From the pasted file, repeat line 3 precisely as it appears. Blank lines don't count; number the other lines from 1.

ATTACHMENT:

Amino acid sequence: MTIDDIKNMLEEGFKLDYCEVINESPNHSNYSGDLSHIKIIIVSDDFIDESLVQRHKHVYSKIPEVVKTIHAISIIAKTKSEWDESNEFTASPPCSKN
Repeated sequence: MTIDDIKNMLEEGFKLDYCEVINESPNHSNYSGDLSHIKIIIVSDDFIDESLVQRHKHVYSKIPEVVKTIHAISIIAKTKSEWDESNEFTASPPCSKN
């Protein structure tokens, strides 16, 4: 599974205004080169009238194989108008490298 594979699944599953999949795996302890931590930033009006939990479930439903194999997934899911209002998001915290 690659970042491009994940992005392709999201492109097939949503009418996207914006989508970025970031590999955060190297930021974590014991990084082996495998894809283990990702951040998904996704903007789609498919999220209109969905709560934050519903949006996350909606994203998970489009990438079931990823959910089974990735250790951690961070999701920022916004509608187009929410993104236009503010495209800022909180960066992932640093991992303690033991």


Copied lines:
């Protein structure tokens, strides 16, 4: 599974205004080169009238194989108008490298 594979699944599953999949795996302890931590930033009006939990479930439903194999997934899911209002998001915290 690659970042491009994940992005392709999201492109097939949503009418996207914006989508970025970031590999955060190297930021974590014991990084082996495998894809283990990702951040998904996704903007789609498919999220209109969905709560934050519903949006996350909606994203998970489009990438079931990823959910089974990735250790951690961070999701920022916004509608187009929410993104236009503010495209800022909180960066992932640093991992303690033991």